1985 Brabham BT54
1979 European F2 champion, 82 Grand Prix starts
I feel a bit guilty, because today’s drivers never had the chance to experience what I did – more than 1400bhp in qualifying trim. It was the only top Grand Prix car I ever drove and it’s hard to describe what it was like with an unlimited turbo on a qualifying lap. You had wheelspin all the way up to fourth gear… The straights always felt too short.
It was very hard to adapt to the extra boost, for me at least. Nelson Piquet could do it: he’d go out and immediately find two seconds. I’d find one second on the first run and perhaps another on the second, but he was able to adapt immediately to qualifying tyres and the extra boost. You arrived at the corners so much faster than you had in practice and didn’t believe you could get around at that speed, but then you braked, turned in and thought, ‘Shit, it was possible’, so next time you’d try it. I found it tricky, but Nelson had grown up with that engine and just got on with it. You couldn’t practise in that configuration, though, with the wastegate closed and more than six bar, or you’d blow the engine.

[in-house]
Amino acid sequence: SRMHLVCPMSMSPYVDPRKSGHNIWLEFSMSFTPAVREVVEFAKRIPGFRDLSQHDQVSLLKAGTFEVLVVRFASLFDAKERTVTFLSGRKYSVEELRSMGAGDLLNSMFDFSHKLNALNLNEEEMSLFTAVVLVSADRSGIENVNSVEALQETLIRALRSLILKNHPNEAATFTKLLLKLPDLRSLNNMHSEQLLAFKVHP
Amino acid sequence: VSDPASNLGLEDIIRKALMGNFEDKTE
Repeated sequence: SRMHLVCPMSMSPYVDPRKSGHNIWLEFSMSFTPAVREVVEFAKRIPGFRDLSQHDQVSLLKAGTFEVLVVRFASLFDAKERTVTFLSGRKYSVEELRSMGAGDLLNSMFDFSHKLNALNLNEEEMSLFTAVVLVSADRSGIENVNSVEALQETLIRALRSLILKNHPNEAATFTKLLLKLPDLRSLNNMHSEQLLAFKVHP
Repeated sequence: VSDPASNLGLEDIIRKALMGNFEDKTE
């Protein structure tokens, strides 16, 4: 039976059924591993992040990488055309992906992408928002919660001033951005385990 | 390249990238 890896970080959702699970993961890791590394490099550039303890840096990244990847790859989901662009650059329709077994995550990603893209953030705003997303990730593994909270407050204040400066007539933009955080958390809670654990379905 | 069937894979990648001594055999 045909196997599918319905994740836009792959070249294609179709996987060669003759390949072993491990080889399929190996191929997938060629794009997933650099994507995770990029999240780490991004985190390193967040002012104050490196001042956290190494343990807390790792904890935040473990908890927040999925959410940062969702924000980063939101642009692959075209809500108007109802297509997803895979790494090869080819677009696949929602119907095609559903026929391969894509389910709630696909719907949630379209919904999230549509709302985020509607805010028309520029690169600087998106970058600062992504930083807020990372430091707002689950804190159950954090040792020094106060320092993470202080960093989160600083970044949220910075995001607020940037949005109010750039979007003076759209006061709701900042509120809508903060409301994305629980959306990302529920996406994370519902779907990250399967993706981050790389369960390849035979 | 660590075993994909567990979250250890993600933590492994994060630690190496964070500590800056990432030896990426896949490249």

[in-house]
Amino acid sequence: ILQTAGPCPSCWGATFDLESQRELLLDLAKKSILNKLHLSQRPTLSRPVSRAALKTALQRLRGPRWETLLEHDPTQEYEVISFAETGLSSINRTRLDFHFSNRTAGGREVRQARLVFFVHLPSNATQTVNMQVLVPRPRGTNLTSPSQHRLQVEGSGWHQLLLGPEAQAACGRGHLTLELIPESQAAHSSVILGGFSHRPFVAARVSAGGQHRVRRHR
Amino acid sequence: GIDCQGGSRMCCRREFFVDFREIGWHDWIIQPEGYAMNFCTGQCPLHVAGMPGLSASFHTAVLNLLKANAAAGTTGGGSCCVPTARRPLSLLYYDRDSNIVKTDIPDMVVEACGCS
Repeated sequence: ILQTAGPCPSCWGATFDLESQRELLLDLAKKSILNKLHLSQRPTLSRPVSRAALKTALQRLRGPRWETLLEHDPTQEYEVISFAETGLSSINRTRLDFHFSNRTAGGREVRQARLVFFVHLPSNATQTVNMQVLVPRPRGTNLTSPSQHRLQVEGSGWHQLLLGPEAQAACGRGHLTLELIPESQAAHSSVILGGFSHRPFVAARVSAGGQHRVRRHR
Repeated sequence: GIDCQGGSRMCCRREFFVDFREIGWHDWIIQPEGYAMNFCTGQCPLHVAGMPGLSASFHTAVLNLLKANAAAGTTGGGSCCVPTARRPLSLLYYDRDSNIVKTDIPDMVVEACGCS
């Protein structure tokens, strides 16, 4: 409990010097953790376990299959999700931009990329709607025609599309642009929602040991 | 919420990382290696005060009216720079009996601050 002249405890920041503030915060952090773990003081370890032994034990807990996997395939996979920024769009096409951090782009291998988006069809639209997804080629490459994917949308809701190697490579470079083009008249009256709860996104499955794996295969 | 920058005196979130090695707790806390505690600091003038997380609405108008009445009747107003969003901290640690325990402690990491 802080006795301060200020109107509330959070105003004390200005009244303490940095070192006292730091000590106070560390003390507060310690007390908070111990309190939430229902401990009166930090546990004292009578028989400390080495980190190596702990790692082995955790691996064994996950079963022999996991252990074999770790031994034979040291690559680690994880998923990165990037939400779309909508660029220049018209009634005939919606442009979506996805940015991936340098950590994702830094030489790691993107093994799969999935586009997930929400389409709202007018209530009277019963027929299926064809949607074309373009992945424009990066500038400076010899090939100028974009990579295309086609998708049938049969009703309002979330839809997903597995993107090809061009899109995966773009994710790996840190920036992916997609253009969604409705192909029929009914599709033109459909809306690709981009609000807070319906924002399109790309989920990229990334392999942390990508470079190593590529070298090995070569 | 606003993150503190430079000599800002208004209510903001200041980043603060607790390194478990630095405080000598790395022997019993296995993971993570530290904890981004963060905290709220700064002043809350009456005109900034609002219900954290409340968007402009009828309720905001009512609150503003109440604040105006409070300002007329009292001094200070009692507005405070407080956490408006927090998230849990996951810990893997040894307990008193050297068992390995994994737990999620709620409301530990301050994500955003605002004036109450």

It was also a chance to work with a professional team under Gordon Murray. I learned such a lot, because this sport is about the people as well as the car. [Current FIA race director] Charlie Whiting was my race engineer and a very good one. He worked through things very logically, calmed me down when necessary and sorted everything step by step. That car was like a cannonball, though, even on half throttle…
1987 Tyrrell 016
1981 British F3 champion, 1983 European F2 champion, 82 Grand Prix starts